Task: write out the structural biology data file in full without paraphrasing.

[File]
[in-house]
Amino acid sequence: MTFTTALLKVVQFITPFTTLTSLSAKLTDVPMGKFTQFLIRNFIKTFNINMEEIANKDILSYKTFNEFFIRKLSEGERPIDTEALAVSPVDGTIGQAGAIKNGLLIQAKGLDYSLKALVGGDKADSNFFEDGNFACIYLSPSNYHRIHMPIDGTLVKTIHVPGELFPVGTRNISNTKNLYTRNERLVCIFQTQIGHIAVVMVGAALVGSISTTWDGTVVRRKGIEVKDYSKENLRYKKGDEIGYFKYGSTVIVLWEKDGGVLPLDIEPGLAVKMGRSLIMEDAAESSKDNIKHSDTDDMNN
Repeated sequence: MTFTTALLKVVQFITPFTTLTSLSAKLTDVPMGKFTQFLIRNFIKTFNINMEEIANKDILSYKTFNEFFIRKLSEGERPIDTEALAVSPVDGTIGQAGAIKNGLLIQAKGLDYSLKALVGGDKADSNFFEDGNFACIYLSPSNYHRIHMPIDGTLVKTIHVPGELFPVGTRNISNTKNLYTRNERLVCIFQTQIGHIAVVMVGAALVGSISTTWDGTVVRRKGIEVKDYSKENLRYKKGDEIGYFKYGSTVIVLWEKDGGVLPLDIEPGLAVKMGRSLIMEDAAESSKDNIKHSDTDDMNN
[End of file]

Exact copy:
[in-house]
Amino acid sequence: MTFTTALLKVVQFITPFTTLTSLSAKLTDVPMGKFTQFLIRNFIKTFNINMEEIANKDILSYKTFNEFFIRKLSEGERPIDTEALAVSPVDGTIGQAGAIKNGLLIQAKGLDYSLKALVGGDKADSNFFEDGNFACIYLSPSNYHRIHMPIDGTLVKTIHVPGELFPVGTRNISNTKNLYTRNERLVCIFQTQIGHIAVVMVGAALVGSISTTWDGTVVRRKGIEVKDYSKENLRYKKGDEIGYFKYGSTVIVLWEKDGGVLPLDIEPGLAVKMGRSLIMEDAAESSKDNIKHSDTDDMNN
Repeated sequence: MTFTTALLKVVQFITPFTTLTSLSAKLTDVPMGKFTQFLIRNFIKTFNINMEEIANKDILSYKTFNEFFIRKLSEGERPIDTEALAVSPVDGTIGQAGAIKNGLLIQAKGLDYSLKALVGGDKADSNFFEDGNFACIYLSPSNYHRIHMPIDGTLVKTIHVPGELFPVGTRNISNTKNLYTRNERLVCIFQTQIGHIAVVMVGAALVGSISTTWDGTVVRRKGIEVKDYSKENLRYKKGDEIGYFKYGSTVIVLWEKDGGVLPLDIEPGLAVKMGRSLIMEDAAESSKDNIKHSDTDDMNN